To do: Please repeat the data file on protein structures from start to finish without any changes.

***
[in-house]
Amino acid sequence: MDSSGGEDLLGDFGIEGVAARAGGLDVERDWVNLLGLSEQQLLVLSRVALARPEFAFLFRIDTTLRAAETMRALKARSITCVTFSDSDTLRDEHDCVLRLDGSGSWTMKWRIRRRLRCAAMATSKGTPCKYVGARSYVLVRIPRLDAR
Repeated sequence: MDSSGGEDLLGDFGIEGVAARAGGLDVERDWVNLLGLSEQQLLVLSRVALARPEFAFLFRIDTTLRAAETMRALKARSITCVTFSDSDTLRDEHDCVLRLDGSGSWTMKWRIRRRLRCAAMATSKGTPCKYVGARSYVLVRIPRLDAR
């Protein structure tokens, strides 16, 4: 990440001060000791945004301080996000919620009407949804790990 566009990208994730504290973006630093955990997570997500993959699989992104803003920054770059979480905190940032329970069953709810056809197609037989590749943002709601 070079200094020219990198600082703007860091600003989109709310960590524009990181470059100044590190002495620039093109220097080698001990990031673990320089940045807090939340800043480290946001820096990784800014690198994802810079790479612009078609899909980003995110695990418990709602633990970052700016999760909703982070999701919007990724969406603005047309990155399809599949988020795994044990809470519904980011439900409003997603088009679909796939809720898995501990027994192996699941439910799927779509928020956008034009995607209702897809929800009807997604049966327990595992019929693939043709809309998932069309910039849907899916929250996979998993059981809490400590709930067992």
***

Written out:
[in-house]
Amino acid sequence: MDSSGGEDLLGDFGIEGVAARAGGLDVERDWVNLLGLSEQQLLVLSRVALARPEFAFLFRIDTTLRAAETMRALKARSITCVTFSDSDTLRDEHDCVLRLDGSGSWTMKWRIRRRLRCAAMATSKGTPCKYVGARSYVLVRIPRLDAR
Repeated sequence: MDSSGGEDLLGDFGIEGVAARAGGLDVERDWVNLLGLSEQQLLVLSRVALARPEFAFLFRIDTTLRAAETMRALKARSITCVTFSDSDTLRDEHDCVLRLDGSGSWTMKWRIRRRLRCAAMATSKGTPCKYVGARSYVLVRIPRLDAR
């Protein structure tokens, strides 16, 4: 990440001060000791945004301080996000919620009407949804790990 566009990208994730504290973006630093955990997570997500993959699989992104803003920054770059979480905190940032329970069953709810056809197609037989590749943002709601 070079200094020219990198600082703007860091600003989109709310960590524009990181470059100044590190002495620039093109220097080698001990990031673990320089940045807090939340800043480290946001820096990784800014690198994802810079790479612009078609899909980003995110695990418990709602633990970052700016999760909703982070999701919007990724969406603005047309990155399809599949988020795994044990809470519904980011439900409003997603088009679909796939809720898995501990027994192996699941439910799927779509928020956008034009995607209702897809929800009807997604049966327990595992019929693939043709809309998932069309910039849907899916929250996979998993059981809490400590709930067992």